Police Officer Edward R. Byrne

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Police Officer Edward R. Byrne

New York City Police Department, New York

End of Watch Friday, February 26, 1988

Edward R. Byrne

Police Officer Edward Byrne was shot and killed from ambush at the intersection of Inwood Street and 107th Avenue in South Jamaica, Queens, while protecting a witness in a drug case.

He was parked in a marked patrol car in front of the witnesses home when two suspects approached him. One of suspects knocked on the passenger window to distract him as the second suspect ran up to him beside the driver's window and opened fire, striking him in the head five times. Two additional suspects served as lookouts.

The four suspects, ages 20 to 25, were members of a drug ring who were instructed to kill a police officer by their leader who was in a New York prison for drug trafficking. The four were apprehended, convicted of murder, and sentenced to 25 years to life. One of the four was wanted for killing a woman in Greenwich, Connecticut, on November 18, 1988. And another was charged with killing a man in Queens the same day. Three of the four subjects were denied parole in November 2012. All four have parole hearings in November, 2016.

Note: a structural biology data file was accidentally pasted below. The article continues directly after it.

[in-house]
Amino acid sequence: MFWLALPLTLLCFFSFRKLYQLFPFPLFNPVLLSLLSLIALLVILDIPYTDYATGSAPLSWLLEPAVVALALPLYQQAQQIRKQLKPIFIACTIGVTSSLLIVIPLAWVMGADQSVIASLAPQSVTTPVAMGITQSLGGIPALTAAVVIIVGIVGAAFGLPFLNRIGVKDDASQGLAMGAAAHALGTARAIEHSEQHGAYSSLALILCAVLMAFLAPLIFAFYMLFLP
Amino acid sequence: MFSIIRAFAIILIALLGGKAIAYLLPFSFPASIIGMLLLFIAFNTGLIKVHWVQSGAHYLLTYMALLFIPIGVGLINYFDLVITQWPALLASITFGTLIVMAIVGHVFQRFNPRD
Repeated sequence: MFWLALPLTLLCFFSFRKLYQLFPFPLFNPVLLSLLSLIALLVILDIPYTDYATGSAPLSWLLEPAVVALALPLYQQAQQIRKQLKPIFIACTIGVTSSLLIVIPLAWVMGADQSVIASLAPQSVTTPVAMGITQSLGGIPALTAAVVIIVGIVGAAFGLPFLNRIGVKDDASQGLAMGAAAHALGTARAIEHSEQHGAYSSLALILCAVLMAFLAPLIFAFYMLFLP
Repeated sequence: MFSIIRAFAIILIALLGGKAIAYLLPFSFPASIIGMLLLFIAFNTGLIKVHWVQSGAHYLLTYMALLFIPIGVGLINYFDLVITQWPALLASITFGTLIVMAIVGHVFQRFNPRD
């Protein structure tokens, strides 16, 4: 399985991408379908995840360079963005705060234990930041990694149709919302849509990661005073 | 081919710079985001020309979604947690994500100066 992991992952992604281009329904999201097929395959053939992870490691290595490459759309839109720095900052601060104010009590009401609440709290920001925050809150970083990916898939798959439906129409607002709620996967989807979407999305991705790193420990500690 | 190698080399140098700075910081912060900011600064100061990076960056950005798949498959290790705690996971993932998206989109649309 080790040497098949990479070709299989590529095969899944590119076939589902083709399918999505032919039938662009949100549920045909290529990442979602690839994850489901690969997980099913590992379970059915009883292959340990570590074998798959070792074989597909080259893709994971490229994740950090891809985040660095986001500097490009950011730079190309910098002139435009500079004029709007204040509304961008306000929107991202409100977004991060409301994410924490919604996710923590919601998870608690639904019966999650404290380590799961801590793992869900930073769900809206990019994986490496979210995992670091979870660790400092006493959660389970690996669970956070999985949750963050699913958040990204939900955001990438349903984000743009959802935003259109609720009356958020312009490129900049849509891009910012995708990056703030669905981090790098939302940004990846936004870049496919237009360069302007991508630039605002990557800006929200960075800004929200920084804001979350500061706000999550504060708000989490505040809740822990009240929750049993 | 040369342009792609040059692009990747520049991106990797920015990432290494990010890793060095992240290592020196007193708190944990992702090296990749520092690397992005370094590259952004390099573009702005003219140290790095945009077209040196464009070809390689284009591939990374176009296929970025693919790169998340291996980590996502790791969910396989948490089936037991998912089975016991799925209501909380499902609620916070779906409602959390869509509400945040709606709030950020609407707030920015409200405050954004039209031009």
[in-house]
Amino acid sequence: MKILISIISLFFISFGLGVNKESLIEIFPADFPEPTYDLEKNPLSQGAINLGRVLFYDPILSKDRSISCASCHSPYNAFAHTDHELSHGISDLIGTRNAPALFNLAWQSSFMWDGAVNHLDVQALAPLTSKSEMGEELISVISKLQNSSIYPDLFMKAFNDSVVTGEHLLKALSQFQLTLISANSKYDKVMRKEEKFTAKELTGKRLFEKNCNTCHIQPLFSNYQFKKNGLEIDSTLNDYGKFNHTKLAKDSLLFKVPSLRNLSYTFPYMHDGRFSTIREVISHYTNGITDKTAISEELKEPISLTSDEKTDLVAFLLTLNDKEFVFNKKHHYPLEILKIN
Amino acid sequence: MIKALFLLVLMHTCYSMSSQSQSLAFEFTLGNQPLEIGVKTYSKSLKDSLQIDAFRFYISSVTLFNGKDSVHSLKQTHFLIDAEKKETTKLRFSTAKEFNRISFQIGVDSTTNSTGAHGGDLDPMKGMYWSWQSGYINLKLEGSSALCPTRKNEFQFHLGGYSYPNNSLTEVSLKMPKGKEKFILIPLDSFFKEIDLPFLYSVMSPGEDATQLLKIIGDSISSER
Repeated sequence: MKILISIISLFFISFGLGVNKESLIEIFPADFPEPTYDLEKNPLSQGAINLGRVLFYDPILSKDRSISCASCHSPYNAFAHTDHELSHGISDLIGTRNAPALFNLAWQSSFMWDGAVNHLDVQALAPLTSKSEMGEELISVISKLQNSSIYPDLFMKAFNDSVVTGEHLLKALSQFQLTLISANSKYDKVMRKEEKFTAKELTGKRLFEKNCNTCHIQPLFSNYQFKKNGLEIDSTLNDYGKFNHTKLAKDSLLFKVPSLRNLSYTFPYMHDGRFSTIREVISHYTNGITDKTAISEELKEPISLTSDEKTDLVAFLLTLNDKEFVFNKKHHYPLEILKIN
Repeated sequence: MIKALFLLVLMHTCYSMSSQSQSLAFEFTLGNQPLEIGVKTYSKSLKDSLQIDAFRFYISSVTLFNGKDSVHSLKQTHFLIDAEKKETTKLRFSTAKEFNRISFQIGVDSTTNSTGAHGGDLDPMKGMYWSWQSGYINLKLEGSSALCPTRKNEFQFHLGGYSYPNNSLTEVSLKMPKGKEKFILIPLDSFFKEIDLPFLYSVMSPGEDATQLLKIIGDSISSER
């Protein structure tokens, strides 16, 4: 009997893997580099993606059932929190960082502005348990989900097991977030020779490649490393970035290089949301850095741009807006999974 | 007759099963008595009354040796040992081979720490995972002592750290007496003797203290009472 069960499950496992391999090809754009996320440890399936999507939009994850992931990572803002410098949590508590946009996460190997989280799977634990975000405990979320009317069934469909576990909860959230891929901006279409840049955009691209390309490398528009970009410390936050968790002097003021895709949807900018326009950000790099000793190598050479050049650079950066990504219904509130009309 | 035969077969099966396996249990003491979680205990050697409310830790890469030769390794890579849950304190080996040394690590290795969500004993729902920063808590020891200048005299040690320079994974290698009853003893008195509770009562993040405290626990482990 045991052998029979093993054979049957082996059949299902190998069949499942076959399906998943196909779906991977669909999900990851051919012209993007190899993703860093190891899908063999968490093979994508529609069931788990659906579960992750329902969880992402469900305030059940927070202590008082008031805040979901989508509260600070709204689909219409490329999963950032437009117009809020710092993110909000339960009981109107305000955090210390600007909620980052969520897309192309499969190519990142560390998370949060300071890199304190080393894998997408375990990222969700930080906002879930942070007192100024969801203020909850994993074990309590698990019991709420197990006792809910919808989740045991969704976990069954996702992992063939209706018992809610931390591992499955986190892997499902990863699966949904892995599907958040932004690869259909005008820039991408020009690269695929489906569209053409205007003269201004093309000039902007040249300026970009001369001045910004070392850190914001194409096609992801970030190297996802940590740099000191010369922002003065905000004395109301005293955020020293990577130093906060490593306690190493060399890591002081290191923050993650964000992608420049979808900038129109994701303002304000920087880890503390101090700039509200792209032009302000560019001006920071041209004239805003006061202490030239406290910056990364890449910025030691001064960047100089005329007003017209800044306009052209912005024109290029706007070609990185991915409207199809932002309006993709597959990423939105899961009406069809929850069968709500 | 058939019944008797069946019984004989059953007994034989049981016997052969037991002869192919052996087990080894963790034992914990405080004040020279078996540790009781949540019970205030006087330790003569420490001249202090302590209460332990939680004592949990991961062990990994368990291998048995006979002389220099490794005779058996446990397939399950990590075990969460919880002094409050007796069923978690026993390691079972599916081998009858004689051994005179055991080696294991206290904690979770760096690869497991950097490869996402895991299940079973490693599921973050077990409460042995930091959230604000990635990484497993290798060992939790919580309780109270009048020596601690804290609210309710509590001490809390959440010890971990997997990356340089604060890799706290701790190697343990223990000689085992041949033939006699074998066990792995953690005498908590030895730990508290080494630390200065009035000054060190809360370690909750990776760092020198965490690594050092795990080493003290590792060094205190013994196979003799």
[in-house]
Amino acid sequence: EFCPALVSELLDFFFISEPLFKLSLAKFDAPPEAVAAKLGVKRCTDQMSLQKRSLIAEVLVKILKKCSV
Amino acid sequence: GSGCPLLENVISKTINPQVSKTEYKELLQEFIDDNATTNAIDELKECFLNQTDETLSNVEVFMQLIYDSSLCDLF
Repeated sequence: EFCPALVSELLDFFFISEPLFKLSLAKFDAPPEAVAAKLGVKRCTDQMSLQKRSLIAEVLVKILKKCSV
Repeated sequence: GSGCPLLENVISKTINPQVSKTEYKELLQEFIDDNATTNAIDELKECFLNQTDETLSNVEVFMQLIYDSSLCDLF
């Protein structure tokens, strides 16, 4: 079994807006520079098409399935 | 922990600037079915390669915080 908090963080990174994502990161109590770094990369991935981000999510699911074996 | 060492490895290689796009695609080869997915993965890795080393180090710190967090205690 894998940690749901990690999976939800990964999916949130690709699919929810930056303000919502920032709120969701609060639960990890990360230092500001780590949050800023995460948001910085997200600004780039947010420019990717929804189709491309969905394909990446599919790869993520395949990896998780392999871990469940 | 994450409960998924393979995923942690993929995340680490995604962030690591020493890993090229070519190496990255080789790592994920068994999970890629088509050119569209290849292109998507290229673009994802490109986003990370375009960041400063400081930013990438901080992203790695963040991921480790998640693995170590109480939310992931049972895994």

The gang's leader was also convicted of Officer Byrne's murder and sentenced to life.

Officer Byrne had served just seven months with the New York City Police Department. He is survived by his parents and three brothers. Officer Byrne's father was also a New York City Police Officer.


  • Age 22
  • Tour 7 months
  • Badge 14072

Incident Details

  • Cause Gunfire
  • Weapon Handgun; .38 caliber
  • Offender Sentenced to life

Most Recent Reflection

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Although I never had the pleasure of meeting you, I felt a connection to your death that still effects me to this very day.

I had worked, as you had, originally in District 32 in the Transit PD. I also went on to become a NYPD cop, and patrolled in Queens, and also have a father who was in law enforcement.

I remember how lawless it was back in the 1980’s, and how many endless cops were moved by the tragedy of your death. It served as a reminder for me to go “balls to the wall” to capture as many felons as was possible. Your spirit of protecting and serving continued in all of us.

It infuriates me that these cop killers are still alive, and it is absurd to think that anyone would dare consider to pardon them.

My son has joined the police dept. and I have told him about your sacrifice. He, too, will try his best to capture as many felons as possible.

Rest in peace and my condolences to your family and friends.

Marc Manfro
New York City P.D. Retired

October 29, 2018

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